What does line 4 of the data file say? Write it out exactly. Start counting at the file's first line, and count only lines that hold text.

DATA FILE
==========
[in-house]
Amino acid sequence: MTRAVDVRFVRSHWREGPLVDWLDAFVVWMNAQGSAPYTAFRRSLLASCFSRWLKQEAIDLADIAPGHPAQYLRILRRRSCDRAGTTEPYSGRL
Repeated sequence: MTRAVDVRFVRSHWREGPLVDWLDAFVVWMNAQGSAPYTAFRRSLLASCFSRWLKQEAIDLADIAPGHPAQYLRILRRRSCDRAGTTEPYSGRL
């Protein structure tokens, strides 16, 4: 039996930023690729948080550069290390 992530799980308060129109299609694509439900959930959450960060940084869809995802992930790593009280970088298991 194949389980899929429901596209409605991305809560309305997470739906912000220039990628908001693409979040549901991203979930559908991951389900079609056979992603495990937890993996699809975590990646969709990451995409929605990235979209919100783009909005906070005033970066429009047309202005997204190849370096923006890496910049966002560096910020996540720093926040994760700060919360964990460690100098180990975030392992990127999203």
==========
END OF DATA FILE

């Protein structure tokens, strides 16, 4: 039996930023690729948080550069290390 992530799980308060129109299609694509439900959930959450960060940084869809995802992930790593009280970088298991 194949389980899929429901596209409605991305809560309305997470739906912000220039990628908001693409979040549901991203979930559908991951389900079609056979992603495990937890993996699809975590990646969709990451995409929605990235979209919100783009909005906070005033970066429009047309202005997204190849370096923006890496910049966002560096910020996540720093926040994760700060919360964990460690100098180990975030392992990127999203």